Jacob, a 17-year-old English boy, has come to Amsterdam to honor the memory of his namesake grandfather at a memorial service for British soldiers who fought against the German occupation of the Netherlands in WW II. This grandfather was wounded at Arnhem, and though a Dutch girl tended him lovingly, he died in Holland. There are two alternating narratives in this intricately plotted tale: that of shy, insecure, present-day Jacob learning about Amsterdam and Dutch customs, making new friends, and finding out more about himself and his family's past; and the journal of Geertrui, the 19-year-old girl who cared for his grandfather. In the present, Jacob has his money swiped, meets fascinating characters like brash Daan and his attractive gay friend Ton, and finds himself a girlfriend—at his grandfather's grave. In Geertrui's narrative, we learn about the privations of life in occupied Holland, the awfulness of battle and the youth and bravery of the soldiers. Geertrui defies her parents and takes wounded Jacob into hiding in the countryside with her, where they become lovers. The connection between the two narratives becomes clear toward the end when Jacob meets Geertrui, on her death-bed, and learns about how his family and hers are linked. Winner of the UK's Carnegie Medal, this is a complex and thought provoking novel. Geertrui's narrative, with its drama of love and war, is the more exciting, but Jacob's present-day journey toward knowledge and self-acceptance is also intriguing, as he tries to understand his own sexuality and the sexual openness of his new friends and learns more about love, art, and life. For sophisticated, mature YA readers. Recommended for senior high school students, advanced students, and adults.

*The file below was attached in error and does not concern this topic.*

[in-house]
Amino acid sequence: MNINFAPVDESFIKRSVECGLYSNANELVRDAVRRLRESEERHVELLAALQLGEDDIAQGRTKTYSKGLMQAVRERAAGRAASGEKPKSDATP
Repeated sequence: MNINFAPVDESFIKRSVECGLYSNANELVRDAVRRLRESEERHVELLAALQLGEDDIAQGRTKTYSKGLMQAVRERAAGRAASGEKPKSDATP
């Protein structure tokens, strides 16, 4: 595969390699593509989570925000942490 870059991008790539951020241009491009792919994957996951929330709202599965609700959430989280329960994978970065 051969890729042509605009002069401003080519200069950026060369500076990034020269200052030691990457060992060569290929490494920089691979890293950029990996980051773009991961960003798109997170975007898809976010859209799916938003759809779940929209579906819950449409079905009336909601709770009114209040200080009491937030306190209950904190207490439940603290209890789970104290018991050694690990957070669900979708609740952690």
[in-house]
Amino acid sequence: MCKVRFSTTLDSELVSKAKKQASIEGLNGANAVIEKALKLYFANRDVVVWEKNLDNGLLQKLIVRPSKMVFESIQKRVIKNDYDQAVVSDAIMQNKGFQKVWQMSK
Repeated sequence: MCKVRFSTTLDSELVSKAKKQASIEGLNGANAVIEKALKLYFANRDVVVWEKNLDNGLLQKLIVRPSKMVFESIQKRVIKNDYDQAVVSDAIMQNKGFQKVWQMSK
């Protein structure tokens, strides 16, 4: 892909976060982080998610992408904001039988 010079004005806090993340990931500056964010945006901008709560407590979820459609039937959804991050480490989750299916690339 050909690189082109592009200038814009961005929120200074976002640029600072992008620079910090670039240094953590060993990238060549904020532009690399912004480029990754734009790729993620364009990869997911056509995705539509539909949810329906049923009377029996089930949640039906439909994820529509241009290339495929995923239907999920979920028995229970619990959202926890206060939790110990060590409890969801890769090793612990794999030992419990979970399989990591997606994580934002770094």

This book received international acclaim after its 1999 publication in Europe. Older teens on this side of the Atlantic now have a chance to read the two complex and challenging narratives intertwined in this beautifully written novel. When 17-year-old Jacob travels solo from England as his grandmother's representative at a ceremony in the Netherlands commemorating the World War II Battle of Arnhem, he is transformed. Jacob is intrigued and excited by new ideas engendered by initially bewildering experiences: the strangely disturbing Anne Frank house in Amsterdam, new acquaintances who cross gender lines, and, most of all, the imminent assisted death of the elderly lady who was his grandfather's wartime nurse and has kept in contact with his family. This frail Dutchwoman, the second narrator, has her own startling tale to tell, recalling in detail her short but passionate relationship with another Jacob long ago, when the whole world seemed to be burning and when serious, irrevocable choices were made in haste. The protagonists in these coming-of-age stories face real-world decisions involving love, sexuality, and friendship, linking the teenagers across time and generations, and leading to a conclusion as convincing as it is absorbing and thought-provoking. -Starr E. Smith, Fairfax County Public Library, VA Copyright 2002 Cahners Business Information.
Seventeen-year-old Jacob Todd has come from England to Amsterdam to honor his grandfather, also named Jacob Todd, a British soldier who fought and died in Holland in 1944. Early on, Jacob is robbed, meets a sexy woman who turns out to be a man, is helped by a kind older woman, and finds himself on the doorstep of his cousin Daan. Jacob's journey is paralleled by the story of Geertrui van Riet, his Dutch grandmother. Geertrui is old now and dying of cancer, and she wants Jacob to know her story, which is also the story of his grandfather. "It matters that you know your place in the world," she tells Jacob. Jacob's grandfather is the connecting link in the dual narratives of this novel; though he had a family back home in England, he fell in love with Geertrui, and their relationship has become part of young Jacob's inheritance. Chambers's Carnegie Medal-winning work is a rich, complex story that tackles big themes: time, death, happiness, love, sex, war, and the meaning of life. It covers much ground, from WWII to the present, from Anne Frank to Ben Jonson to Rembrandt and his son Titus. Jacob realizes that finding his place in the world involves understanding the past, observing life with complete attention, and holding onto ideals. "You have to know your own truth and stick to it. And never despair. Never give up. There's always hope." This is a wide-ranging, challenging, beautifully written novel for older teenagers and adults who love to settle into a big, rewarding story.